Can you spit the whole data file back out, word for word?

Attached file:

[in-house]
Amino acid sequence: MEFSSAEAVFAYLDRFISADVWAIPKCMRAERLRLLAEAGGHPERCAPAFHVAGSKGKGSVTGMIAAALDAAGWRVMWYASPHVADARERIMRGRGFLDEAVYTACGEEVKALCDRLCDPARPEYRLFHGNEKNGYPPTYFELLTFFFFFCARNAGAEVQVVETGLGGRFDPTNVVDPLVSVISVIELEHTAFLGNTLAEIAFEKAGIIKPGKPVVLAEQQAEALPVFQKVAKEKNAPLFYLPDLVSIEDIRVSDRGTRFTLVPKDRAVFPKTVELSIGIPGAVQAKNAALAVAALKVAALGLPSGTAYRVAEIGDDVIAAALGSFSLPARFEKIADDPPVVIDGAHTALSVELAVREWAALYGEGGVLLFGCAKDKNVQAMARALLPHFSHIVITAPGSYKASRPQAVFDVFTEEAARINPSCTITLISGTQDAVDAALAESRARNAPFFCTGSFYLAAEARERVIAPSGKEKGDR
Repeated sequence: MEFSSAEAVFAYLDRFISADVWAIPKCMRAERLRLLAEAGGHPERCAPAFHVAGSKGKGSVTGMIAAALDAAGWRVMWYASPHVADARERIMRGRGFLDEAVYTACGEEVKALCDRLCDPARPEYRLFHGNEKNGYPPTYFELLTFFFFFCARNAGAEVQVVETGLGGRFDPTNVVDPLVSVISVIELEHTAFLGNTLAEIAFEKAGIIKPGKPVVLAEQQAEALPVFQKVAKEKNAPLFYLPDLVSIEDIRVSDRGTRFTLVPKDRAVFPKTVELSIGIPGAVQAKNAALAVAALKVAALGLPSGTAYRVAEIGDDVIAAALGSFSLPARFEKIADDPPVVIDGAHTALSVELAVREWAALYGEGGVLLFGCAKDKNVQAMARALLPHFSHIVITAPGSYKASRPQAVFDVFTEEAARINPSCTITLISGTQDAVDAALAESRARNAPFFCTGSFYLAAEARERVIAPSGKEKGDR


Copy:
[in-house]
Amino acid sequence: MEFSSAEAVFAYLDRFISADVWAIPKCMRAERLRLLAEAGGHPERCAPAFHVAGSKGKGSVTGMIAAALDAAGWRVMWYASPHVADARERIMRGRGFLDEAVYTACGEEVKALCDRLCDPARPEYRLFHGNEKNGYPPTYFELLTFFFFFCARNAGAEVQVVETGLGGRFDPTNVVDPLVSVISVIELEHTAFLGNTLAEIAFEKAGIIKPGKPVVLAEQQAEALPVFQKVAKEKNAPLFYLPDLVSIEDIRVSDRGTRFTLVPKDRAVFPKTVELSIGIPGAVQAKNAALAVAALKVAALGLPSGTAYRVAEIGDDVIAAALGSFSLPARFEKIADDPPVVIDGAHTALSVELAVREWAALYGEGGVLLFGCAKDKNVQAMARALLPHFSHIVITAPGSYKASRPQAVFDVFTEEAARINPSCTITLISGTQDAVDAALAESRARNAPFFCTGSFYLAAEARERVIAPSGKEKGDR
Repeated sequence: MEFSSAEAVFAYLDRFISADVWAIPKCMRAERLRLLAEAGGHPERCAPAFHVAGSKGKGSVTGMIAAALDAAGWRVMWYASPHVADARERIMRGRGFLDEAVYTACGEEVKALCDRLCDPARPEYRLFHGNEKNGYPPTYFELLTFFFFFCARNAGAEVQVVETGLGGRFDPTNVVDPLVSVISVIELEHTAFLGNTLAEIAFEKAGIIKPGKPVVLAEQQAEALPVFQKVAKEKNAPLFYLPDLVSIEDIRVSDRGTRFTLVPKDRAVFPKTVELSIGIPGAVQAKNAALAVAALKVAALGLPSGTAYRVAEIGDDVIAAALGSFSLPARFEKIADDPPVVIDGAHTALSVELAVREWAALYGEGGVLLFGCAKDKNVQAMARALLPHFSHIVITAPGSYKASRPQAVFDVFTEEAARINPSCTITLISGTQDAVDAALAESRARNAPFFCTGSFYLAAEARERVIAPSGKEKGDR